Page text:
The total drive efficiency is markedly lower, thrust at any speed lower, and battery life shorter. This doesn't depend on the model/pitch speed relationship since the two props were chosen to keep pitch speed similar.
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Konrad
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« Reply #16 on: January 03, 2019, 02:44:53 AM »

Not sure what you have an issue with.

The MOTOR'S efficiency does not change with the use of a gear box.  The motor's efficiency stays the same for any given power input regardless of the load source. It has no idea if it is driving a gear box, a prop or an EDF fan. So If you load a motor to to draw 10 amps at 11.1 volts  and drive a prop directly. Then do the same thing, load the motor to draw 10 amp at 11.1 volts and drive a prop through a gear box. Both set ups will have the same MOTOR efficiency (heat loss).
(So will the battery and ESC and wiring losses be the same)

Curious about this, I just ran a set of trials and Motocalc doesn't bear this out. Checking with similar pitch speed on the same model with the same battery, motor, and ESC, a Speed 400 running direct drive shows both a lower motor output shaft efficiency plus a lower prop efficiency (due to a shorter prop) than a 3 to 1 geared example.

For the motor, this will true if the current is higher in the direct drive set up. I don't know what the drag profile of Motocalc's airplane is but is seems fine as it is showing that a geared set up usually will fly better with most sport models.

The total drive efficiency is markedly lower, thrust at any speed lower, and battery life shorter (with the direct drive system). This doesn't depend on the model/pitch speed relationship since the two props were chosen to keep pitch speed similar.
I don't know what physics engine Motocalc uses so I can't comment on that.

NACA has a lot of papers on how to size a prop to the airframe. My quote is a paraphrase from Boucher's handbook. It is generally understood that the closer the pitch speed is to the actual airframe speed the more efficient the prop is at driving the airframe through the air. Yes there is a lot more to this like diameter to pitch ratios, tip losses  etc..

I like that you used the Mabuchi motor as an example. It has a higher sloped efficiency curve. Most electric motors have a rather flat efficiency curve making these studies rather difficult.

All the best,
Konrad
« Last Edit: January 03, 2019, 02:58:20 AM by Konrad » Logged

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Konrad
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« Reply #17 on: January 03, 2019, 02:48:27 AM »


Aw, c'mon, man -- there's certainly a rich choice of divisors!  All you can divide by with metric is 10.  With Imperial units you can divide by 2, 4, 8, etc., 12, 11, and more!
LOL,
Sounds like a Microsoft sales pitch. "That's not a bug it's a feature !"

All the best,
Konrad
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« Reply #18 on: January 03, 2019, 09:35:01 AM »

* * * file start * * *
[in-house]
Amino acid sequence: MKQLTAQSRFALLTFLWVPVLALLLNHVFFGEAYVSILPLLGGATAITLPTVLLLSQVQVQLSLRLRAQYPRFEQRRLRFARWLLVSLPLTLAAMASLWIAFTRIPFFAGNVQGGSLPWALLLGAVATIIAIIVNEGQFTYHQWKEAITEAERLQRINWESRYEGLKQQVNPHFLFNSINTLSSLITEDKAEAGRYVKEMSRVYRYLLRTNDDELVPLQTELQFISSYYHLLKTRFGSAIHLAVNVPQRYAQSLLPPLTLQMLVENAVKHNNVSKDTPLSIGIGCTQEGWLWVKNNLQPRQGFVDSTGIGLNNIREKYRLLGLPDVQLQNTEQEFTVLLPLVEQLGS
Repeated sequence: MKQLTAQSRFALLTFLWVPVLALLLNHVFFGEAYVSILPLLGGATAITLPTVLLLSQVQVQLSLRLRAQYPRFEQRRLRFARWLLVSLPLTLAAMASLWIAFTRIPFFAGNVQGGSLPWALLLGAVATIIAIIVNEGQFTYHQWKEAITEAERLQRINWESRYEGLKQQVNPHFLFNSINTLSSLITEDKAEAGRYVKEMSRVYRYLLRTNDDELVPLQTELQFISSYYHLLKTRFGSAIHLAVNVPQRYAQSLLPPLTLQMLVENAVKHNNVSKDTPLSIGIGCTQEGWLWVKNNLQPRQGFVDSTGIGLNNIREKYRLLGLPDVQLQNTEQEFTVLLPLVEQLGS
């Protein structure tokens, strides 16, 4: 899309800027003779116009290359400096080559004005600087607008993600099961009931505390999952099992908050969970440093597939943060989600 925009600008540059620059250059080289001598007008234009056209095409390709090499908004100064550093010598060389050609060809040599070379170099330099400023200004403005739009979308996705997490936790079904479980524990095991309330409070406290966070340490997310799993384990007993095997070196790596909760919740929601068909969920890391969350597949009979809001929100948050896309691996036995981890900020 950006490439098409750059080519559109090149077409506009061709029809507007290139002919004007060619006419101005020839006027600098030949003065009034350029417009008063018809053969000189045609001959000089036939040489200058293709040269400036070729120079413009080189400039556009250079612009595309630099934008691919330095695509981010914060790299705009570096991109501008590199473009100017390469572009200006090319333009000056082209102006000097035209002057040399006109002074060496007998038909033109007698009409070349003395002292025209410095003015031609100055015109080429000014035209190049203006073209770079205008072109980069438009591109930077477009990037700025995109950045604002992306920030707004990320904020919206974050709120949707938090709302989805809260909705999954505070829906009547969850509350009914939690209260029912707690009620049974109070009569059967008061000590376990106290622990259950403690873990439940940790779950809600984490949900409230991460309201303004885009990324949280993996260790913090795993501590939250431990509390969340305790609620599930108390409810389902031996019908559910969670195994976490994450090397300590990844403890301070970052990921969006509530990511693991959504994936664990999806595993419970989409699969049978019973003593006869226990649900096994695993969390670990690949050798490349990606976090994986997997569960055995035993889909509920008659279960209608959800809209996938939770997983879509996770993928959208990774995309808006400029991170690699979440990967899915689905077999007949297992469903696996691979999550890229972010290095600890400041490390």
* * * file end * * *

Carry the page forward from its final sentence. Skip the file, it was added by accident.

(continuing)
Konrad, I don't have an "issue" with what you wrote. More akin to curiosity about the behavior of power combinations, and understanding what you meant in light of different results with Motocalc.

Sure, I agree, if you measure the same voltage and current draw in a specific direct drive and a geared setup, then the motor's output will be the same in both cases. And the motor's efficiency will be the same, obviously.

But that's not a real world system. It would require only one specific set of props to achieve, and the geared motor's prop would be sub-optimal for any particular model. Meaning that the overall drive efficiency was intentionally hampered to provide a single data point where motor efficiency was equivalent. That would not be a reasonable use for a geared motor.

On the other hand if you chose props with the same pitch speed, for both drives, (the condition I gave in my earlier post), you could either reduce the current draw on the geared drive's motor while maintaining the same thrust, or increase the thrust at the same current draw, depending on the length of the prop chosen. Both of those would yield a more efficient drive system, and depending on the motor's efficiency curve and the current drawn, may also produce a higher motor efficiency.



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« Reply #19 on: January 03, 2019, 09:58:17 AM »

Motor efficiency is calculated by comparing power input to mechanical ouput is it not? Heat has little to do with measuring output in a direct sense, but is part of the equation if you are trying to maximize efficiency in a system. Limited motor RC car racing will teach you a lot in regards to heat vs performance in an electric motor. In foam tire racing, if you don't measure the diameter of your tires and calculate gearing/rollout before each run, you will get your arse handed to you by the guys who make sure their gearing is optimal.
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vtdiy
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« Reply #20 on: January 03, 2019, 10:11:58 AM »